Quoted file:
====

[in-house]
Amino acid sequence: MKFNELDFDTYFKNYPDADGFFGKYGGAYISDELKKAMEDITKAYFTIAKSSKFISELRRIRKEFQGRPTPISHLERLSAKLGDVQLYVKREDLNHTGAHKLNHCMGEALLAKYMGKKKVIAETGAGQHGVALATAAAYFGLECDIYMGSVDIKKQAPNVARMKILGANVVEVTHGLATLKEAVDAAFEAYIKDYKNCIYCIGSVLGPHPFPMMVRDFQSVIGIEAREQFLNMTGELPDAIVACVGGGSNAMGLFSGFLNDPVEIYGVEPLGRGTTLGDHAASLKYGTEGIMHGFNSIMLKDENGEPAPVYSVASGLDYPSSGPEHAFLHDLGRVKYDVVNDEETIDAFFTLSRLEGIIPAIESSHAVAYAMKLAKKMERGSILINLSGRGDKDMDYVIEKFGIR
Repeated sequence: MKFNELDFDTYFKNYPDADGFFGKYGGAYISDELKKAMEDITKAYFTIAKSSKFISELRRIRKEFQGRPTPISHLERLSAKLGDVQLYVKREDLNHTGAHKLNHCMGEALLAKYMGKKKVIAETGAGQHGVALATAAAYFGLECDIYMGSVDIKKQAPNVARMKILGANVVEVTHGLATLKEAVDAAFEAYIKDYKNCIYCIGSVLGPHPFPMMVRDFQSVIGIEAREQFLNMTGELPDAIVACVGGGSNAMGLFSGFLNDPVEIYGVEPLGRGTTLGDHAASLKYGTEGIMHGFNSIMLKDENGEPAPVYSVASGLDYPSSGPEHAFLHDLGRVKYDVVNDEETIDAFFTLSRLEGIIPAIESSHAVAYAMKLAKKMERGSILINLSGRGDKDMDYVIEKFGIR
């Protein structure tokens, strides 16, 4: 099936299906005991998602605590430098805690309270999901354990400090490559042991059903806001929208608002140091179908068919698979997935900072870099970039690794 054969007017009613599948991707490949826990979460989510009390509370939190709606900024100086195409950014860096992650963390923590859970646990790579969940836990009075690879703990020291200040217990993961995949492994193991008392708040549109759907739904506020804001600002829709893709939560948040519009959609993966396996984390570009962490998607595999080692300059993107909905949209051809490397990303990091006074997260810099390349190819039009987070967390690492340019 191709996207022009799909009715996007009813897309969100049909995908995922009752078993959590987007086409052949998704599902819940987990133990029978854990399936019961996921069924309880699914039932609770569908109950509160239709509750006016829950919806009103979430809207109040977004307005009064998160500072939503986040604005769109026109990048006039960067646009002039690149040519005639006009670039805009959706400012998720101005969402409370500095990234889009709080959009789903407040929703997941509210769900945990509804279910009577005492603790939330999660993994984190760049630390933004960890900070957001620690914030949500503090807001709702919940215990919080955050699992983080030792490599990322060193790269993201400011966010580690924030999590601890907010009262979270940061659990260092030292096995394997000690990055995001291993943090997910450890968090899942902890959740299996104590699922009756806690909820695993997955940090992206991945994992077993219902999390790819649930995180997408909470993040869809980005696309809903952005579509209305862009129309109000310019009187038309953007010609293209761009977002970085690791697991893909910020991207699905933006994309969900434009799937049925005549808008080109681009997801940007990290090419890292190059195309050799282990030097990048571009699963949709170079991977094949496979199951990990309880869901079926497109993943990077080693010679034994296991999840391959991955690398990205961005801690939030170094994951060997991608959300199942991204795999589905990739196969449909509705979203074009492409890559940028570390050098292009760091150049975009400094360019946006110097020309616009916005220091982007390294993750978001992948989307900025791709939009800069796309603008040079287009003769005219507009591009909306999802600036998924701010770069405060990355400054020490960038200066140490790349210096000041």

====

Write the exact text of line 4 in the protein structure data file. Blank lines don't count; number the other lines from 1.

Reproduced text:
């Protein structure tokens, strides 16, 4: 099936299906005991998602605590430098805690309270999901354990400090490559042991059903806001929208608002140091179908068919698979997935900072870099970039690794 054969007017009613599948991707490949826990979460989510009390509370939190709606900024100086195409950014860096992650963390923590859970646990790579969940836990009075690879703990020291200040217990993961995949492994193991008392708040549109759907739904506020804001600002829709893709939560948040519009959609993966396996984390570009962490998607595999080692300059993107909905949209051809490397990303990091006074997260810099390349190819039009987070967390690492340019 191709996207022009799909009715996007009813897309969100049909995908995922009752078993959590987007086409052949998704599902819940987990133990029978854990399936019961996921069924309880699914039932609770569908109950509160239709509750006016829950919806009103979430809207109040977004307005009064998160500072939503986040604005769109026109990048006039960067646009002039690149040519005639006009670039805009959706400012998720101005969402409370500095990234889009709080959009789903407040929703997941509210769900945990509804279910009577005492603790939330999660993994984190760049630390933004960890900070957001620690914030949500503090807001709702919940215990919080955050699992983080030792490599990322060193790269993201400011966010580690924030999590601890907010009262979270940061659990260092030292096995394997000690990055995001291993943090997910450890968090899942902890959740299996104590699922009756806690909820695993997955940090992206991945994992077993219902999390790819649930995180997408909470993040869809980005696309809903952005579509209305862009129309109000310019009187038309953007010609293209761009977002970085690791697991893909910020991207699905933006994309969900434009799937049925005549808008080109681009997801940007990290090419890292190059195309050799282990030097990048571009699963949709170079991977094949496979199951990990309880869901079926497109993943990077080693010679034994296991999840391959991955690398990205961005801690939030170094994951060997991608959300199942991204795999589905990739196969449909509705979203074009492409890559940028570390050098292009760091150049975009400094360019946006110097020309616009916005220091982007390294993750978001992948989307900025791709939009800069796309603008040079287009003769005219507009591009909306999802600036998924701010770069405060990355400054020490960038200066140490790349210096000041």